Braemar Blasters Coaches Build Powerhouse Swim Team, Community

Coach Gideonse looks on as his swimmers dive into the Braemar pool.

Whether they are in or out of the water, there is no denying the palpable charge in the air that is the Braemar Blasters spirit. With this enthusiasm and drive, combined with their ever-improving times in the water, it is no wonder why so many other teams in the Prince William Swim League (PWSL) admire the Blasters.

Blasters coaches attribute their team’s prowess to the swimmers’ humble mindset, striving to always improve, love of the sport, and most importantly, overall sense of community.

“It’s very hard in other sports, like football, basketball, or lacrosse to be able to develop a community team,” said Head Coach Will Gideonse. “Here, it’s extremely easy to have a community team.”

He says that the wide range of people available to join the team creates a well-rounded group of swimmers, many of whom are already familiar with one another.

“You’ve got from age five to 19, boys and girls, friends, neighbors, classmates, people who go to the same religious institutions, all come together and make up this team,” said Gideonse. “So, if that isn’t the best example of community, I don’t know what is.”

Coaches Will Gideonse and Annie Livengood cheer on their swimmers from the poolside.

Gideonse says much of the strategies and coaching techniques he applies to his team were inspired from experiences he had when he was a swimmer in a summer league.

“I can think back to when I was a kid [and I had a] summer league coach by the name of Steve Volley,” said Gideonse. “He was a swimmer himself and he made our workouts fun.”

Gideonse says these experiences impact the way he coaches today.

“I’m not really reinventing anything; this is what I used to experience when I was really young and I had a lot of fun,” he said.

“If I can reach out and make swimming important to [someone], and help them be better individuals, or healthier individuals, or more social individuals, I think that’ll pay off for them in the long run,” said Gideonse.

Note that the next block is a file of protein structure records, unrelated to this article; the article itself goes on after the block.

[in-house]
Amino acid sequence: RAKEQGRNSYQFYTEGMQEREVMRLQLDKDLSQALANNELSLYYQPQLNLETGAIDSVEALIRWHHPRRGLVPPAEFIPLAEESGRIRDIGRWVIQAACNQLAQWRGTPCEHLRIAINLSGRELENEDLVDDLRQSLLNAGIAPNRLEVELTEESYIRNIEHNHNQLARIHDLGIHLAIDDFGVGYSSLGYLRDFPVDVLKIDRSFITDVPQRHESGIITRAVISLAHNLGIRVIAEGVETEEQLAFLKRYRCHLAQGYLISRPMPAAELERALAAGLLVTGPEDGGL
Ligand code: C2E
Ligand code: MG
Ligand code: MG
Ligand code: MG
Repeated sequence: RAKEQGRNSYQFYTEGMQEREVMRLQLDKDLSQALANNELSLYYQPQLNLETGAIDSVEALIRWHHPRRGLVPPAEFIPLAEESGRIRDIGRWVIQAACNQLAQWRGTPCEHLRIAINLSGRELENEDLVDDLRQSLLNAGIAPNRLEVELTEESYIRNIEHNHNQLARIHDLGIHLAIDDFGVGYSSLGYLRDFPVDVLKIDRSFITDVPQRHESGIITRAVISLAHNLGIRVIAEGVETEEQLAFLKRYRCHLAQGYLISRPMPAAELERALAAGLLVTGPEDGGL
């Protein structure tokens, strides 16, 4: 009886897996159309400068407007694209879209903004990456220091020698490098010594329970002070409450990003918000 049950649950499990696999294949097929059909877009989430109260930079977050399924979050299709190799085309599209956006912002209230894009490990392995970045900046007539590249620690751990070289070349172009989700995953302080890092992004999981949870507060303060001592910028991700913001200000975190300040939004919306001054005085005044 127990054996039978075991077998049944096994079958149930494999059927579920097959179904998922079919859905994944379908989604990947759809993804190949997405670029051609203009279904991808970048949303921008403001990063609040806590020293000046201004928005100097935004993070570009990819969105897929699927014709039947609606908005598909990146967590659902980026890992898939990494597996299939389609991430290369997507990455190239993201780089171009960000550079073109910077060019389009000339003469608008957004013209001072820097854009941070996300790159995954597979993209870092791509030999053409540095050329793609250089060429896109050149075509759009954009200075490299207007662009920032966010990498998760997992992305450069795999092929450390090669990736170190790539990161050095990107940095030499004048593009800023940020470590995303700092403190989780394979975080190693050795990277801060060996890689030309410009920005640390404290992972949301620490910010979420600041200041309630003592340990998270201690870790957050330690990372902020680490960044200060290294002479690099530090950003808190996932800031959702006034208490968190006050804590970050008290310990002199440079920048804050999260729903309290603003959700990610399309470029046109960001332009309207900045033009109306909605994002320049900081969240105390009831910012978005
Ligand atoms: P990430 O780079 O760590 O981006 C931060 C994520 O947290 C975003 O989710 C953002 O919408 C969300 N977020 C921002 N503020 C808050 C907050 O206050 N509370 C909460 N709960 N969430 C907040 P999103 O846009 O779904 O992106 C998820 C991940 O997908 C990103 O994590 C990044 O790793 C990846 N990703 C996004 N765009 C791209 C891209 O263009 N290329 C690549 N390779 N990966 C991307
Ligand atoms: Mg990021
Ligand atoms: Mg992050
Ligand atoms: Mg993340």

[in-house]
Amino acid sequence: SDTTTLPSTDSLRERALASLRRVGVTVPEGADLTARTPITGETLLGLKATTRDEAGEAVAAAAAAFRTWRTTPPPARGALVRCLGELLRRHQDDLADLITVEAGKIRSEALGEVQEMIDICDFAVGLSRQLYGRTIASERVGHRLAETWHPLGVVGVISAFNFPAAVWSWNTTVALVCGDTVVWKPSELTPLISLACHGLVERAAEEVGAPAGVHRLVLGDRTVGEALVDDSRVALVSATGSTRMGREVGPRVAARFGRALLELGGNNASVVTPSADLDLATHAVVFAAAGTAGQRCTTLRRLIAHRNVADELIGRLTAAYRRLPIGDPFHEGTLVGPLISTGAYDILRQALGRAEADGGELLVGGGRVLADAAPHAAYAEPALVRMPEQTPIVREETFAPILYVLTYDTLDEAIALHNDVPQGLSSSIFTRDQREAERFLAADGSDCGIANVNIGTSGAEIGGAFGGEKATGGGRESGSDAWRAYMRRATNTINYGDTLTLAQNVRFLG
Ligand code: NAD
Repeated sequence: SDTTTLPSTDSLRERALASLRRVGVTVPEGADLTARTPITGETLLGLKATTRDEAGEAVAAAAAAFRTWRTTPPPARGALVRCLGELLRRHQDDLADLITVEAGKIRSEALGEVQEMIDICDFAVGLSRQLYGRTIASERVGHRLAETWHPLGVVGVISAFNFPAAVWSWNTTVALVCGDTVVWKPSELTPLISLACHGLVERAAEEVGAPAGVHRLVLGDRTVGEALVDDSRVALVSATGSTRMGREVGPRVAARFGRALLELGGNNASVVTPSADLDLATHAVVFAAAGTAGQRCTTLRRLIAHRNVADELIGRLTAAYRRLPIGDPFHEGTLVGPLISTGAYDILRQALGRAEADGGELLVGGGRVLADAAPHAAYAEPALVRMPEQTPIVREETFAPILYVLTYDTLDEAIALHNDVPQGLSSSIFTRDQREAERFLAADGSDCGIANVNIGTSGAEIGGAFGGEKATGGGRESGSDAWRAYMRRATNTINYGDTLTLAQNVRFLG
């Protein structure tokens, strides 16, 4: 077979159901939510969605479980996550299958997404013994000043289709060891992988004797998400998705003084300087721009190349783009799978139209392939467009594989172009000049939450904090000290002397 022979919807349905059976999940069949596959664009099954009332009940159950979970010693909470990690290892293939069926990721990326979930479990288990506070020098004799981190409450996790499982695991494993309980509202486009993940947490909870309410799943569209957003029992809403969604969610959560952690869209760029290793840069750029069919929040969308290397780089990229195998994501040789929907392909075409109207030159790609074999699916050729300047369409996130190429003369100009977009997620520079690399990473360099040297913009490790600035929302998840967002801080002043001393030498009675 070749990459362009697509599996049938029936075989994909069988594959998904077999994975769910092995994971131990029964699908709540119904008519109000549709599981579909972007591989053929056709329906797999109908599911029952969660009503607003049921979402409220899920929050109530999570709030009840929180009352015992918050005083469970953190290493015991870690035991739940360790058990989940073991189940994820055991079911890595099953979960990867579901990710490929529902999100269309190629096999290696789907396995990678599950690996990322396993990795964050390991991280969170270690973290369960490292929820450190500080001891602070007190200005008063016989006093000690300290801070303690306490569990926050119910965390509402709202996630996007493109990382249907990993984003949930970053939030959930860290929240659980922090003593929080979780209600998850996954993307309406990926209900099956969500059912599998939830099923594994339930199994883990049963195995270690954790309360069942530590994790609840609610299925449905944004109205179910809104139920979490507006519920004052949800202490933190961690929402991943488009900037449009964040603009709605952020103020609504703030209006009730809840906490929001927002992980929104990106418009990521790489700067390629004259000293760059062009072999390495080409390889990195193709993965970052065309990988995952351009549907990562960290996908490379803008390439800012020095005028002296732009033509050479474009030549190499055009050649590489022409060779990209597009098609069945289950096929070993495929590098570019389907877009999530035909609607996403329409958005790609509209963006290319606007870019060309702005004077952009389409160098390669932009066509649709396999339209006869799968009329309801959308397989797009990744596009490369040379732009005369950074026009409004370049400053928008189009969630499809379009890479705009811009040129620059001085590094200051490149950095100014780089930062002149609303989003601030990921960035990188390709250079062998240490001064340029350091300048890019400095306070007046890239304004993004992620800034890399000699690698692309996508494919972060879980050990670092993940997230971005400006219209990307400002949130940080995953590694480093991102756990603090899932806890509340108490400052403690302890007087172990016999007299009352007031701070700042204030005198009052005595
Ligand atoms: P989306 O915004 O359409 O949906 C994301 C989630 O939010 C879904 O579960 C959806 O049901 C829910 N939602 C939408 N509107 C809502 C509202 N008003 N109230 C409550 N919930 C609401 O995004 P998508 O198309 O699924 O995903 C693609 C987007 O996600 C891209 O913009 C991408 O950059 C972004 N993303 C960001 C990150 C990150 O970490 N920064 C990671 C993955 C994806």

The Braemar Blasters grew over the years in both talent and size, generating a team of over 270 swimmers, with a waitlist of 100 people. This growth is just another testament to the Blaster’s increasing popularity.

Student coach Jacquelyn Katuin helps younger Blasters learn the basics.

Being the first year that the county had to put a cap on the amount of swimmers who can join, it is no wonder that those enrolled genuinely appreciate their place on the team, and work hard to do their best, have fun and drop times at meets.

Their past swim meet, the Blasters narrowly missed beating the Sudley Seahorses by 47 points. This is no small feat, considering that the Seahorses have not lost a meet in 15 years, and are coached by Dennis Miller, who operates the entire PWSL.

“It was insanely close,” said Gideonse. “When you take 47 points out of 5,200, that’s less than one percent, so we’re right there.”

With each year, the Blasters earn more points per meet.

“[When we first] swam Sudley, we lost by 800,” Gideonse said. “The next year, we lost by 400. Last year, 200. This year, 47.”

Coach Will Gideonse demonstrates a streamline.

Miller even paid the Blasters a great compliment at the end of their last swim meet.

“He was very cool,” said Gideonse. “He said, ‘I’ve watched you guys coming for a while, and I wouldn’t feel bad if we ended up losing to you.’”

Gideonse says he is extremely proud of the Blaster’s improvement in times, as well as their growth as a team.

“[Miller] knows it—he knows we’re coming,” he said. “We’ve got a lot of heart, and a lot of spirit.”

Coach Annie Livengood agrees.

“We’ve been together for so long,” said Livengood.

“For the past seven years, I’ve seen us grow. We grow in depth, and we grow in socializing and we grow in speed.”

Livengood says that the relationship the coaches build with the swimmers helps them target each individual’s strengths and what can be improved.

“We know where kids can do better, because we work together,” said Livengood. “I think that makes a big difference.”

Jacquelyn Katuin, a Blaster since the age of seven and a student coach of five years helped many younger swimmers learn the basics and develop their skills.

“We’re very hands-on,” said Katuin. “We get in the water, we work with the kids.”

Katuin says that being a student coach is her most rewarding role in the Blasters family.

“For me, I love coaching more than I love swimming,” she said.

Katuin feels strongly that when the time comes for the Blasters to face the Seahorses again in Divisionals, her team will stand a good chance.

“We had some really fast eight-and-unders missing [last swim meet],” said Katuin. “Everyone’s rooting for the underdog—that’s us.”

The Blasters are rising to the top. As this year’s motto states: “We are resilient, we are persistent, we are determined, we are Braemar.”

“Swimming is a very psychological sport,” Gideonse said. “If you believe that it’s your time to do well, your mind will make your body do it.”

Without question, the Blasters will continue to give any team they go up against a run for their money. All they need is some water, and the cheers of their teammates.

“They like what we do, and I like what we do,” said Gideonse.

“Other teams see us for what we do at meets, but underneath the tip of the iceberg . . . deep underneath the ocean, there is a larger iceberg that is social, it is belonging, it is a sense of community.”

© 2012, Bristow Beat. All rights reserved.

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